Friday, October 2, 2009


"Thin" is a photography/film exhibit put together by artist Lauren Greenfield.  Right now, it is living at Notre Dame's Snite Gallery, which is where I happened upon it.  As you may guess, its subject matter is eating disorders.  Greenfield spent time at a clinic in Florida where she conducted interviews, was present for treatments, and filmed/photographed her experiences.  At first, I was disappointed by how literal the photos are.  They are very un-pretty: exposing cutting scars, ribs, and under-eye circles.  It is obviously made to make the viewer react strongly, which, it was successful at.

What the exhibit really succeeded at was telling the women's stories.  While it might have been a little cheap to show grotesque females to get a reaction, I believe, that paired with the individuals' stories next to the photos, it became appropriate.  As a woman, not only could I sympathize, but understand.  While never having a severe eating disorder myself, I am obsessed with my body, as I believe most women are.  And I don't mean obsessed as an egotistical term, but obsessed as in I think about how horrible I look all the time.  I don't want this to be a personal whine fest, but I think it's an important issue that we all deal with, and it's important to discuss it.  I remember being 6 years old and being in an outfit my mom was so excited to put me in, and all I could think about is that my belly stuck out over the pants and I thought I was fat.  I didn't last an hour in this outfit.  At 6 years old...which leads me to believe that it's not just our screwed up society that makes us so uber-critical.  I grew up with strong (although sometimes emotionally unstable) women influences who always told me I was beautiful.  No matter how often our mothers, sisters, and boyfriends tell us we're beautiful, it takes one glance at a girl in a bikini without any bulges or a reflection of ourselves in a glass door for us to go back to self-loathing land.

Needless to say, the exhibit affected me greatly.  I think that it would be a good idea for anyone who has been affected by their appearance or has been in a relationship with someone with low body image to check this out.  It's a good call to attention to the issue.  If we have the power to try to rise above this and prioritize our thoughts better or if we unfortunately do not, it's empowering to see what these other women have been through and seeing their fight to live.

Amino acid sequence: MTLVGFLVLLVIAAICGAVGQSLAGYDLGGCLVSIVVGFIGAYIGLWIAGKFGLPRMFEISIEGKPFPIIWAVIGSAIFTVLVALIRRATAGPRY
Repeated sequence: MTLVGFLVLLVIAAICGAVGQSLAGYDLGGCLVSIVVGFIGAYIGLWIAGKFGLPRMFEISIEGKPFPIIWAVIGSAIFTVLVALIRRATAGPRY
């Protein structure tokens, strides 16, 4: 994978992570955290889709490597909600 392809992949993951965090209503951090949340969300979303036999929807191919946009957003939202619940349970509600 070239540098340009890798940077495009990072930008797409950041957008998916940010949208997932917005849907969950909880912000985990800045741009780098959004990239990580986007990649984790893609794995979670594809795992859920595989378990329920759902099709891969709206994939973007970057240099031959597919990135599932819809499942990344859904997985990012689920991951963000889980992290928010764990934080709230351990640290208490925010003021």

1. I will check that link out. My earliest memory of being self conscious of my body was when I was about 12, and I was in a bikini with a friend, and she poked my belly. When I looked down I noticed for the first time that my tummy had "flab". Before that moment, I don't remember ever thinking of myself as "fatter" or "thinner" than anyone. Six years old is pretty young to have that realization, my friend. Do you ever walk down the street and watch the women that are walking by you, and notice how most of them discretely look at their reflection in the store windows? Ugh - I know I'm guilty. I'd say maybe 5% are admiring themselves, the other 95% of us are definitely critiquing. My heart definitely aches for the girls that take those thoughts to the extreme and end up struggling with these disorders their entire lives. Love you darling.

  2. This is why I belly dance. It makes me appreciate my body for what it is, and what it does. It also puts me in a situation with a lot of other imperfect women learning to appreciate the same things.
    Seriously good vibes. The opposite of the time I was in standing with a group of girls in the fifth grade and one girl was telling us what kind of butts we had. (Mine was wide and flat, if you care to know.)

  3. RIght it's like we're all out to get each other as women. Little tactless girls aren't the only ones who talk like this. I wish we could be like men and just say it doesn't matter. So why does it?